What is Human Body Model Class 0A?


The updated standard ANSI/ESDA/JEDEC JS-001-2011, For Electrostatic Discharge Sensitivity Testing Human Body Model (HBM) – Component Level Table 3 has divided the Class 0 classification into two withstand voltage levels with class 0A being less than 125 volt sensitivity, and class 0B being 125 to less than 250 volts.

If handling class 0A items, or less than 125 volts, program improvements are called for. Basically, to control the environment to decrease the probability of ESD damage in class 0A situations, involves increasing ESD protective redundancies by adding EPA ESD control items and ensuring that they are working properly by increasing the frequency of compliance verifications of those ESD control items.

ANSI/ESDA/JEDEC JS-001-2011 Table 3. HBM ESD Component

Classification Levels Classification Voltage Range (V)

0A < 125
0B 125 to < 250
1A 250 to < 500
1B 500 to < 1000
1C 1000 to < 2000
2 2000 to < 4000
3A 4000 to < 8000
3B ≥ 8000


Personnel grounding has historically been the foundation of most ESD control programs. The first standard written by the ESD Association was on wrist straps back in the early 1980’s. Therefore many companies mistakenly believe that operator grounding is no longer an issue, but there are areas of operator grounding where improvement should be considered.

Part of the challenge may be for the first time needing to handle electronics having a HBM Class 0 withstand voltage. Per the ANSI/ESD S20.20 Foreword:

  • This standard covers “electrical or electronic parts, assemblies and equipment susceptible to damage by electrostatic discharges greater than or equal to 100 volts Human Body Model (HBM)
  • When handling devices susceptible to less than 100 volts HBM, more stringent ESD Control Program Technical Requirements may be required, including adjustment of program Technical Element Recommended Ranges.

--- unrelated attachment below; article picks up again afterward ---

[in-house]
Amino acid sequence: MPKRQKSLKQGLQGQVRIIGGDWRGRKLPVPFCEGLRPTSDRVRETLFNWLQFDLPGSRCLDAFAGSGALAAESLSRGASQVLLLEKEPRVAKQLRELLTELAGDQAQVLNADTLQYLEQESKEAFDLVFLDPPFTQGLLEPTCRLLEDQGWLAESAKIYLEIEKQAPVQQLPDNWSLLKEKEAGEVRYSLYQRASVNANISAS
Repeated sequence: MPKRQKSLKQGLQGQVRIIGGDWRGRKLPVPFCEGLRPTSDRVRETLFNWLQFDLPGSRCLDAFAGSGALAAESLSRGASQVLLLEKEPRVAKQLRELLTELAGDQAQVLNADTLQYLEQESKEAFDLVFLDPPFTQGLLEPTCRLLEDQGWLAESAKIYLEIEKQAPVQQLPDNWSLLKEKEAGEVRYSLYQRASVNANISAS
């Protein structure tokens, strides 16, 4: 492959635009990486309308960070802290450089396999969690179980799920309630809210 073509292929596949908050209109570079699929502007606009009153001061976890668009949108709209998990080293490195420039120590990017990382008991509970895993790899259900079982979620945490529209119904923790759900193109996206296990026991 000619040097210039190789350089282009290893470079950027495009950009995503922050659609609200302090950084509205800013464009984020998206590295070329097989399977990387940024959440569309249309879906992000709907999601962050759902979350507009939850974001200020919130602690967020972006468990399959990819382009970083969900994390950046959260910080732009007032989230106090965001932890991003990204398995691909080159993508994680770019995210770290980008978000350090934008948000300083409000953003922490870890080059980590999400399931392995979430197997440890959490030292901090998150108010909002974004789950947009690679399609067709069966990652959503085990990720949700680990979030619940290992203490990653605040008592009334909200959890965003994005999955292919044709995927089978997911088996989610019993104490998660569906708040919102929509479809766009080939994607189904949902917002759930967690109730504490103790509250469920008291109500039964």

While ANSI/ESD S20.20 has set the maximum upper limit of 35 megohms resistance for personnel grounding via a wrist strap system, consider lowering that upper limit within your ESD control plan to 10 megohms. The ESD Handbook ESD TR20.20 Figure 14 “Relationship between Body Voltage and Resistance to Ground” graph shows this would typically reduce body voltage from about 100 volts to less than 40 volts.

ESD Handbook ESD TR20.20 Figure 14 Relationship between Body Voltage and Resistance to Ground

In addition, the use of continuous monitors should be evaluated. Wrist Strap continuous monitors will provide the benefit of detecting intermittent fault conditions, such as a coil cord wearing out or an operator having the wristband too loose. These will often not be detected by daily or even twice daily touch-testing. There are new models with technology that besides monitoring the ground of operators and worksurfaces, will also alarm when body voltage exceeds 2.5 volts. Thus, alerting the operator to actions, movements or materials that are causing the operator to become charged.

Wrist Strap and Continuous Monitor

From published article “Now is the Time for ESD Control Programs to be Improved” by Fred Tenzer and Gene Felder. See full article at InCompliance Magazine– September 2012

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